As Isaac moves into warm water, threat shifts to northern Gulf

(National Weather Service)

Heavy rain and strong wind from Tropical Storm Isaac pounded parts of south Florida on Sunday, but the threat to the state lessened as forecasters said the storm would move west of its originally predicted path.

Isaac, which should strengthen into a hurricane in the next day or two, is expected now to strike further west, anywhere between Florida and Louisiana. The entire area from east of Morgan City, Louisiana, to Destin on the Florida Panhandle was under a hurricane warning.

It appeared the storm would mostly bypass Florida's west coast and the Republican National Convention in Tampa, where the schedule was pushed back a day by organizers.

"The best thing to do in a storm like this is get out of its way," said Mississippi Gov. Phil Bryant, who urged residents to prepare for the worst.

He, along the governors of Louisiana and Alabama declared states of emergency to help cope with the storm, which could make landfall near or on the August 29 seventh anniversary of Hurricane Katrina.

CNN iReporter Frank Guida, from Fort Lauderdale, Florida, said water gushed through the doors and flooded the lobby of his building. The rain came in waves, every half hour or so. He sent video shot from the 18th floor, showing low visibility amid stormy skies and heavy rain.

"As I look out the window now, I can see that the wind is more unified and it is more intense," he said. "You can see everything is moving in the same direction, like the palm trees and the shrubs. I can hear shutters shaking."

As of 11 p.m. ET Sunday, Isaac was about 75 miles west-southwest of Key West, Florida, according to the National Hurricane Center. Packing winds of 65 miles per hour, it was moving west-northwest at 14 mph.

A day after slamming Haiti, where at least six deaths were reported, Isaac slowed a little while passing through the Straits of Florida and lashing Cuba and the Florida Keys. The storm was expected to gain strength as it moves through the warm Gulf waters.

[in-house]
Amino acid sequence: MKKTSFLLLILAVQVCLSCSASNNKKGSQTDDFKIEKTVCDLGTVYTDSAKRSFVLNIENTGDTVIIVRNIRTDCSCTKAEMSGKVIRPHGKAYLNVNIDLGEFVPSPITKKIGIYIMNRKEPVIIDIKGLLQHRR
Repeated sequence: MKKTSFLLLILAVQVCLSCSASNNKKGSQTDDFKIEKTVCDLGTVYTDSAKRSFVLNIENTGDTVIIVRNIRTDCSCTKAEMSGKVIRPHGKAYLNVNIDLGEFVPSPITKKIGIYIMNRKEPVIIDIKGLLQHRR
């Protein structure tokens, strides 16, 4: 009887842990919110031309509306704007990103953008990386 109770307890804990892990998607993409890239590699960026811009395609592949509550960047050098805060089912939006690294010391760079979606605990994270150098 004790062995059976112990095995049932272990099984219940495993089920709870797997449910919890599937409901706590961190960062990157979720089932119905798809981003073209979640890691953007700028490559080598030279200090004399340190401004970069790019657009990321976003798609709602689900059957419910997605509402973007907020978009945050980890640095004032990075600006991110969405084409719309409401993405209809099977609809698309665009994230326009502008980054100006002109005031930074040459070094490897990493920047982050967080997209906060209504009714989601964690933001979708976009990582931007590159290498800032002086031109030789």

By late Monday afternoon or early evening, Isaac's eye is forecast to be well west of Tampa. It is expected to make landfall late Tuesday or Wednesday -- Katrina's anniversary. By then it could be a Category 2 hurricane with winds of at least 96 mph.

"We are just on high alert. I know the anxiety level is high," New Orleans Mayor Mitch Landrieu said. "The storm is somewhat uncertain. Out of an abundance of caution we will begin to take these precautions as quickly as we can."

He said neither the airport, convention center nor Superdome would be shelters of last resort as they were in 2005.

"We are much, much better prepared structurally than before," he said, adding, "If you are called upon, you should leave."

CNN meteorologist Dave Hennen said there are so far some eerie similarities between Hurricane Katrina and Isaac.

The forecasts for the two storms were almost identical. "We hope that is where the comparisons end," he said.

"Hurricane Katrina went on to become a dangerous Category 5 hurricane in the central Gulf of Mexico," said Hennen. "Isaac is forecast to become a Category 2, 100 mph hurricane before it hits the Gulf Coast ... seven years to the date of Katrina's landfall."

Louisiana Gov. Bobby Jindal called for voluntary evacuations in 15 parishes. A mandatory evacuation was ordered for St. Charles Parish and for the east bank of Plaquemines Parish.

Officials in Plaquemines Parish declared a state of emergency and began preparing for the storm by bolstering levees and adding additional flood protection devices to low-lying highway areas.

In Alabama, officials ordered mandatory evacuations for parts of Mobile and Baldwin counties.

Florida Gov. Rick Scott said some areas in his state had no power.